The lower area contains the knobs to control the parameters of the selected layer, such as attack, volume, release, vibrato and pan. Volume is already assigned to CC72, and Vibrato to CC76 but you can assign any parameter to any other CC if you’d like to. The Offset Knob (“Ofs”) allows you to cut the beginning of a sample, and you can also control semitone and cent tuning for the current layer using the Pitch knob (“Pit”). On the right side, you can choose the kind of sound to assign to the layer, as well as the articulations for layers 1 and 2. Available articulations are Pluck Finger, Pluck Pick, Staccato, Mute and FX. On layers 1 and 2, you can switch between the acoustic instruments by clicking on the instrument’s name on the selected layer. If you click on the small black circle button under the volume’s knob, the knobs’ values will show up.

Under this zone, you’ll find the FX Rack window, which lets you add effects like Chorus, Compressor, Delay, Filter, EQ, and many others, to the overall sound, allowing you to customize it even more.

On the keyboard, keyswitches notes are red, the blue keys are playable chromatic keys, and the turquoise keys are the natural sound of the instrument’s strings. The blue keys above and below are stretched from those points.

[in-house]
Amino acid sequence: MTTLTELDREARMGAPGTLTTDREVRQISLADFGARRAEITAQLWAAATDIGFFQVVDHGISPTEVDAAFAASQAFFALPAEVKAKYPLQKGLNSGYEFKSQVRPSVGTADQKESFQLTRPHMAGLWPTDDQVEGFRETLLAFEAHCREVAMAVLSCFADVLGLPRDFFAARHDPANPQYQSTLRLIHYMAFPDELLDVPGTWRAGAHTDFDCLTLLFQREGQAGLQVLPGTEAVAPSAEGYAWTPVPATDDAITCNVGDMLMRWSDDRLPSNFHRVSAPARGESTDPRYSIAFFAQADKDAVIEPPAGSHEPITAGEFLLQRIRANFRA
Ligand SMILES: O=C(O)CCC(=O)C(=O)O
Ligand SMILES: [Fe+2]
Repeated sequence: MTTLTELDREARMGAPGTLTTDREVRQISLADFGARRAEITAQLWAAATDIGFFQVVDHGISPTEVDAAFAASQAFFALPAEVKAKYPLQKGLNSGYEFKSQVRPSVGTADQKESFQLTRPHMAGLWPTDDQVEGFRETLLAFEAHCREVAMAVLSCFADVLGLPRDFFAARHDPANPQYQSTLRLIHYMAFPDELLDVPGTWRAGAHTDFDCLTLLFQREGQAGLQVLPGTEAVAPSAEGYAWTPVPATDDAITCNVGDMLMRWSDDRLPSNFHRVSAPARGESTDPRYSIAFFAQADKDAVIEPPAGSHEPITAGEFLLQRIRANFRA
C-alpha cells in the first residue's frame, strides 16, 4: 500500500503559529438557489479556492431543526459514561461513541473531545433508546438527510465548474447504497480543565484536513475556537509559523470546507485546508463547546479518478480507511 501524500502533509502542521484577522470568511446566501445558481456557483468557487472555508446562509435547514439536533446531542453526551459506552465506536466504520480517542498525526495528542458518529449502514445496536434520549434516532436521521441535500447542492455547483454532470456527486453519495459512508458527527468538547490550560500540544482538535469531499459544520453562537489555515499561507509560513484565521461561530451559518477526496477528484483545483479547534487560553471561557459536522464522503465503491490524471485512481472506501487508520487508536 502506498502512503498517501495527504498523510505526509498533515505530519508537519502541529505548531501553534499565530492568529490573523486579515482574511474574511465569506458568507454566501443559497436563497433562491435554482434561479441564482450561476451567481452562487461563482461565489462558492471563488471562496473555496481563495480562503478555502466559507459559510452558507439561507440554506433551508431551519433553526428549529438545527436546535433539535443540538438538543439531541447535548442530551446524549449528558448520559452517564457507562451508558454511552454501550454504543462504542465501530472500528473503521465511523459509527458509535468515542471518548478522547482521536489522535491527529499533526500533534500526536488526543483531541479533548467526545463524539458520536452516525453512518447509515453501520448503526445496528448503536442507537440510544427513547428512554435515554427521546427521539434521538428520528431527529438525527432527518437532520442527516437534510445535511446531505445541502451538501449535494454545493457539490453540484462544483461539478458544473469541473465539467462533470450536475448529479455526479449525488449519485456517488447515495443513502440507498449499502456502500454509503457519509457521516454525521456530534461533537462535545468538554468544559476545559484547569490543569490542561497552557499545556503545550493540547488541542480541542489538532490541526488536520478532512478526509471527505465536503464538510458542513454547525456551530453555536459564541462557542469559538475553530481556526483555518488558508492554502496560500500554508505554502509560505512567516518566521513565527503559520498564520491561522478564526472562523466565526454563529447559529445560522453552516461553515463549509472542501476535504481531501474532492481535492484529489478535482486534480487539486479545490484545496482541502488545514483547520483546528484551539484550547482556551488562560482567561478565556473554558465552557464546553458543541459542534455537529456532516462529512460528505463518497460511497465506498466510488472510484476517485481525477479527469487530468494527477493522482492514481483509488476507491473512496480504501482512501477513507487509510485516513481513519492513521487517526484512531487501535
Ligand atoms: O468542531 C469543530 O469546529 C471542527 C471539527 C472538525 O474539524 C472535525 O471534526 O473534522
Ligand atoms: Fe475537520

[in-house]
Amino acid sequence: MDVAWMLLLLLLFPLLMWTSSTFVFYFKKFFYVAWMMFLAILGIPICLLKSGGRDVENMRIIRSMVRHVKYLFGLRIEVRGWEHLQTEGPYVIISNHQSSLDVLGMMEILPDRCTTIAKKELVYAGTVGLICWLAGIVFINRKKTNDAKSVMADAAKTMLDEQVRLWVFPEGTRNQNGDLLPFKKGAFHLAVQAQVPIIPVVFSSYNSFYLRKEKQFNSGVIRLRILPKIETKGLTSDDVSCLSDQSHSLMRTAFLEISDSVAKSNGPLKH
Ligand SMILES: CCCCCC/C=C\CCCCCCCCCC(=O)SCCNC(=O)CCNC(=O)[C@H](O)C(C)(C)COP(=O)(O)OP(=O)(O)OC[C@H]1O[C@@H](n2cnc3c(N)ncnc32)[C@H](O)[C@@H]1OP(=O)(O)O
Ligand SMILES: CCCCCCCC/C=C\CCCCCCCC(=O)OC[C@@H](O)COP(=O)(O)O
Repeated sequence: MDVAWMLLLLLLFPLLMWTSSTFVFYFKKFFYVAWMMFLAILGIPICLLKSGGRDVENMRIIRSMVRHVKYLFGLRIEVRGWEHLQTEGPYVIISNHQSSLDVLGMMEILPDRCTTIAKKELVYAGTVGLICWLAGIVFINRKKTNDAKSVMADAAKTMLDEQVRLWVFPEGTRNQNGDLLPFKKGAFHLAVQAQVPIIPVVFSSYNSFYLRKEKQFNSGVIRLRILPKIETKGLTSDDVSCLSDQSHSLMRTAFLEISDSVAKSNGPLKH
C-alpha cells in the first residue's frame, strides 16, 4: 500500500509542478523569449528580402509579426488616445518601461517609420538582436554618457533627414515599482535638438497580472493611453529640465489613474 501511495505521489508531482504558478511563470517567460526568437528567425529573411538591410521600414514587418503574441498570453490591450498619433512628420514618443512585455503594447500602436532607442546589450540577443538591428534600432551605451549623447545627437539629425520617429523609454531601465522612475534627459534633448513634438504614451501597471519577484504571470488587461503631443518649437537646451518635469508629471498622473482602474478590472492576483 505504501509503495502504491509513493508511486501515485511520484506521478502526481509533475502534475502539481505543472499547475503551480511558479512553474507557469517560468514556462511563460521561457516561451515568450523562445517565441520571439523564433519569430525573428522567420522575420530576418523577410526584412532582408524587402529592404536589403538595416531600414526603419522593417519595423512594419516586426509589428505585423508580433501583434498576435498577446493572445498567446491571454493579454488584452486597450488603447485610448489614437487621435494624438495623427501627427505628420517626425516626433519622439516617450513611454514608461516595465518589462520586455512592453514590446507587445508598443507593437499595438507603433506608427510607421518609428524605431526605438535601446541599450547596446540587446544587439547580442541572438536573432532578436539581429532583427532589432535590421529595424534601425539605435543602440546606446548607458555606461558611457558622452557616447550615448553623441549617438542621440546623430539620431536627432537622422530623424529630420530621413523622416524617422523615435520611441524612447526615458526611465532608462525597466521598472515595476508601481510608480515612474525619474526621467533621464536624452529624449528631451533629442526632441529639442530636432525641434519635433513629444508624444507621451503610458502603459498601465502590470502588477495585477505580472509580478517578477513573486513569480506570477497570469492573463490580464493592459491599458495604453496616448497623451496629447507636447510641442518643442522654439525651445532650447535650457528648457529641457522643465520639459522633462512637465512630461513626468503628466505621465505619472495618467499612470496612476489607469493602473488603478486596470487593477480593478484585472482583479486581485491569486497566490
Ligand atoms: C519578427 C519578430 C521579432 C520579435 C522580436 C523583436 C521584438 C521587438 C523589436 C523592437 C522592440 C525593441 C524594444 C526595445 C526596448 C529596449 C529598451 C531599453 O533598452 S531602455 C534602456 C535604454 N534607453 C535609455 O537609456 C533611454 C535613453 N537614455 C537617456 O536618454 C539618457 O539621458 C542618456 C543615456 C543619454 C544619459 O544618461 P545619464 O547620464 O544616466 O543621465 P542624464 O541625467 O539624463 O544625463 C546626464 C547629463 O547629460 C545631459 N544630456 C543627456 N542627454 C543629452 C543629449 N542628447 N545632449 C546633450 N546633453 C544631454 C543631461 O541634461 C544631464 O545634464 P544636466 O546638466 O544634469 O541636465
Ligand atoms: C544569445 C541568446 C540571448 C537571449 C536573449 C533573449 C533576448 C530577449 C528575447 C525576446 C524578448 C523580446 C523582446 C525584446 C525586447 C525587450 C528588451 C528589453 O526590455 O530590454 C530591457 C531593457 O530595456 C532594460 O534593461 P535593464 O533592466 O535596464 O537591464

Generally speaking, this is a quite good library. It’s always exciting when a new historical library is released. The strength of this one in particular is that you are not limited only to the traditional use of these instruments, but you can create peculiar pads and textures combining the four layers together in order to create your own sound for a wider use of the library itself.

The library doesn’t contain any mic position options and the samples sound pretty dry. If you want to remove any room sound you can turn the release knob to the minimum. At this point, you still have a bit of tail after you release the key, so the sample doesn’t sound unnatural. The instruments sound pretty realistic and you have some velocity layers available that allow you to go from very soft to very loud dynamics.

Thanks to the light mapping you can see where the root string notes are in order to achieve more realism while you are playing. All the available notes on the keyboard are playable but, as I wrote before, beyond the root notes the samples are stretched; therefore, the more you move away from the turquoise keys, the more the instrument will sound unnatural, but I think this feature is more about giving you the opportunity to mix every playable note with the synth and/or the ambience layer.

Facts

The library includes one master .nki instrument plus 20 FX presets.
It requires the full version of Kontakt (5.5 or later).
Samples are saved as 24 bit/48 kHz uncompressed PCM wav files
The library downloads as 8.23 GB installed.

Ancient Greek Strings normally sells for $59.00 from Soundiron

 

Demos of Ancient Greek Strings by Soundiron

 

Videos of Ancient Greek Strings by Soundiron

Contributor Giuseppe Corcella reviews Ancient Greek Strings by Soundiron
“It’s always exciting when a historical library is released and Soundiron‘s Ancient Greek Strings is a detailed and customizable hybrid instrument, With a 4 layer, controls for microtuning, an ARP, filter and an arranger the library goes beyond the natural sounds of these 7 ancient string instruments.”